Philip Levine

(January 10, 1928 / Detroit, Michigan)

Philip Levine Poems

81. Heaven 1/13/2003
82. Gin 1/13/2003
83. I Sing The Body Electric 1/13/2003
84. Everything 1/13/2003
85. Father 1/13/2003
86. They Feed They Lion 1/13/2003
87. Berenda Slough 1/13/2003
88. Night Words 1/13/2003
89. At Bessemer 1/13/2003
90. You Can Have It 1/13/2003
91. Black Stone On Top Of Nothing 1/13/2003
92. Detroit Grease Shop Poem 1/13/2003
93. Another Song 1/13/2003
94. Among Children 1/13/2003
95. Clouds 1/13/2003
96. Coming Close 1/13/2003
97. Clouds Above The Sea 1/13/2003
98. An Ending 1/13/2003
99. Animals Are Passing From Our Lives 1/13/2003
100. The Simple Truth 1/13/2003
101. A Woman Waking 1/13/2003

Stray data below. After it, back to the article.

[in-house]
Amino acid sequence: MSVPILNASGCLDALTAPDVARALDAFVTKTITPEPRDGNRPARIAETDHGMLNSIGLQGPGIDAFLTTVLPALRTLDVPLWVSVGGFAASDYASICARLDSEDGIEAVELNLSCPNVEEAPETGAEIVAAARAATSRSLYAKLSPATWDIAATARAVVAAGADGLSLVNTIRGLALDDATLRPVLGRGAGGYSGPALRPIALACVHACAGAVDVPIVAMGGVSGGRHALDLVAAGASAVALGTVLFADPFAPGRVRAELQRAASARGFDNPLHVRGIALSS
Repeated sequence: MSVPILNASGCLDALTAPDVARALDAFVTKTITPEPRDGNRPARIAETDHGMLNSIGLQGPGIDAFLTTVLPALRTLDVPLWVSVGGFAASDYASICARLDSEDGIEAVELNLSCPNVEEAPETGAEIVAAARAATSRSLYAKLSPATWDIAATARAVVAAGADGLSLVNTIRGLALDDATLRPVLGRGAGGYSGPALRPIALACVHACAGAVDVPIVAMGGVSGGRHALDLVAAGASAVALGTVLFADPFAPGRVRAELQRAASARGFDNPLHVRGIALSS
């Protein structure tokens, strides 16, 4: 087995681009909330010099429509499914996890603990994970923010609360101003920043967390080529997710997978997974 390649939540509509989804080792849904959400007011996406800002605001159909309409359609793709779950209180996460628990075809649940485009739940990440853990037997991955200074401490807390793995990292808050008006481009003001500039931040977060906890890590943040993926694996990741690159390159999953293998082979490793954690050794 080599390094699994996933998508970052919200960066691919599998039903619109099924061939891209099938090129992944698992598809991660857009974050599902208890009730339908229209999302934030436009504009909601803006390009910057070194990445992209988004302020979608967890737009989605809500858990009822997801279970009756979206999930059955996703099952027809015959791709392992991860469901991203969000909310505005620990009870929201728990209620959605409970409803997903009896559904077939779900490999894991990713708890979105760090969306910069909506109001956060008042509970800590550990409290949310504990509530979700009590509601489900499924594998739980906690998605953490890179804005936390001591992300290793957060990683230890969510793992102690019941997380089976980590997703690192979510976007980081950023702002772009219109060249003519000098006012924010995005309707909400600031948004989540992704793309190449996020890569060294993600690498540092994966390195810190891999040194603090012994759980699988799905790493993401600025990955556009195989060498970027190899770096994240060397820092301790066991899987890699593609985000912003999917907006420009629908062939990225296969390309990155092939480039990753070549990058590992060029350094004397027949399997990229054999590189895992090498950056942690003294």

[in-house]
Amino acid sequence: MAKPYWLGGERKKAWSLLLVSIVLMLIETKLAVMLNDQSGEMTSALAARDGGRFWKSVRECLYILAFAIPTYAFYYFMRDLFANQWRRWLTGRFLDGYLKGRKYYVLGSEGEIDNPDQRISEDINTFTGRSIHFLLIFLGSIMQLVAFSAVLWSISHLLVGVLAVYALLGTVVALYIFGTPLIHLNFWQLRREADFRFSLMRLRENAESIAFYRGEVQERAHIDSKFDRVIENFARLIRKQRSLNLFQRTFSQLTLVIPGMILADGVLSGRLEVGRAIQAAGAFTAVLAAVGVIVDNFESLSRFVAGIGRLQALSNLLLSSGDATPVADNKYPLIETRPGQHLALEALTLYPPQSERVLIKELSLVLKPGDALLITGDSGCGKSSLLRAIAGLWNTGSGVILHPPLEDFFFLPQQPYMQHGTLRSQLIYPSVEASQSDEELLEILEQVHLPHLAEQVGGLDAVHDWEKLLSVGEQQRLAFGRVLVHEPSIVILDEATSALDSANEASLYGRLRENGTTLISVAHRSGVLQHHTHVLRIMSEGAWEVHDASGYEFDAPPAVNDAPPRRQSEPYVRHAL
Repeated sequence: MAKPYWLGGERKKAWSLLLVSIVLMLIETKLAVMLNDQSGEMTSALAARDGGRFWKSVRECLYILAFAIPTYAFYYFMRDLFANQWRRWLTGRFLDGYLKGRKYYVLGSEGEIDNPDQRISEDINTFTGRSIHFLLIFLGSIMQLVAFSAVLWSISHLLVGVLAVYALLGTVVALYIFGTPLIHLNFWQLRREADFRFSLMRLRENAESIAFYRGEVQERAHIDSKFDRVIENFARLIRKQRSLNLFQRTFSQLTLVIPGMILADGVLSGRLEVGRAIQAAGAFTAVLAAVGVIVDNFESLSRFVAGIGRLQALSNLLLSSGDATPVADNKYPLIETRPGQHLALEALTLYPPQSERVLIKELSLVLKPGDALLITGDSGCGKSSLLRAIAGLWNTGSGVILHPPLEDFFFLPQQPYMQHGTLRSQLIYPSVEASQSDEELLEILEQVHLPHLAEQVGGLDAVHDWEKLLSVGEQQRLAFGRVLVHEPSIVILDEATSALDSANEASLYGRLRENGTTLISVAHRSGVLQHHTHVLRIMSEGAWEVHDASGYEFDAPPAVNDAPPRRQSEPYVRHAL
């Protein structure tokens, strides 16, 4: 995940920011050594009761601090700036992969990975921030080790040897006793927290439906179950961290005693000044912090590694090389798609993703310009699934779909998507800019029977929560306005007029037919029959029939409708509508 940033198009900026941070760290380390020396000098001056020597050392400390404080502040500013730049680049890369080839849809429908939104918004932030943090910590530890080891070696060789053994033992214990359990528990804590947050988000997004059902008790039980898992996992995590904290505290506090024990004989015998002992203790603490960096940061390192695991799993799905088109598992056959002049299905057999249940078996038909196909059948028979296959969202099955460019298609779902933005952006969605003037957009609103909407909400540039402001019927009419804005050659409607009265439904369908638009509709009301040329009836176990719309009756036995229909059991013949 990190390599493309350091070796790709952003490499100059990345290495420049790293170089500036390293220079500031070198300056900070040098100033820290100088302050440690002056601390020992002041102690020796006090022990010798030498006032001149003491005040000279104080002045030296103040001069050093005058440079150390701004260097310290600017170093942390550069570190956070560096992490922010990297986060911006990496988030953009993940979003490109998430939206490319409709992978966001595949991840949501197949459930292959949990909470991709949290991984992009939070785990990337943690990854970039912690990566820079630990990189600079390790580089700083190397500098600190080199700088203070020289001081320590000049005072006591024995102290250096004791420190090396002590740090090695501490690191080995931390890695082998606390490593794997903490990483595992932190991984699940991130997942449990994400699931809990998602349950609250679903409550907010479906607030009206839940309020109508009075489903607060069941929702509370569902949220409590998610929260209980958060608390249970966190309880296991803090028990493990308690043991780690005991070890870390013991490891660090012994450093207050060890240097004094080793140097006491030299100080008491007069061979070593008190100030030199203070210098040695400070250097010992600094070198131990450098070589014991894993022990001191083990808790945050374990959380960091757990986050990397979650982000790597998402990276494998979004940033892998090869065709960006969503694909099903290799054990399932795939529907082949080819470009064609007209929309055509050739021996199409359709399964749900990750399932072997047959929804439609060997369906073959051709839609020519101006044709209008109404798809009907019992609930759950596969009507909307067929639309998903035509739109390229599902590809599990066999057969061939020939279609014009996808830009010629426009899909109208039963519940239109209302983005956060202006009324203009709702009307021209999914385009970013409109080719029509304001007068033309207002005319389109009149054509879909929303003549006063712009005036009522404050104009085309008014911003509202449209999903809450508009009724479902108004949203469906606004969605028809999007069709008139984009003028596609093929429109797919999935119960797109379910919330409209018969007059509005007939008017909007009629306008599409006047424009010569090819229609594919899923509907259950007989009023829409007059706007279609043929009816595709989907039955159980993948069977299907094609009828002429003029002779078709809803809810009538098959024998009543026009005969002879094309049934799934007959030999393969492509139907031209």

102. Any Night 1/13/2003
103. Call It Music 1/13/2003
104. Bitterness 1/13/2003
105. A Sleepless Night 1/13/2003
106. What Work Is 1/13/2003
107. An Abandoned Factory, Detroit 1/13/2003
Best Poem of Philip Levine

An Abandoned Factory, Detroit

The gates are chained, the barbed-wire fencing stands,
An iron authority against the snow,
And this grey monument to common sense
Resists the weather. Fears of idle hands,
Of protest, men in league, and of the slow
Corrosion of their minds, still charge this fence.

Beyond, through broken windows one can see
Where the great presses paused between their strokes
And thus remain, in air suspended, caught
In the sure margin of eternity.
The cast-iron wheels have stopped; one counts the spokes
Which movement blurred, the struts inertia fought, ...

Read the full of An Abandoned Factory, Detroit

My Fathers, The Baltic

Along the strand stones,
busted shells, wood scraps,
bottle tops, dimpled
and stainless beer cans.
Something began here
a century ago,
a nameless disaster,
perhaps a voyage
to the lost continent

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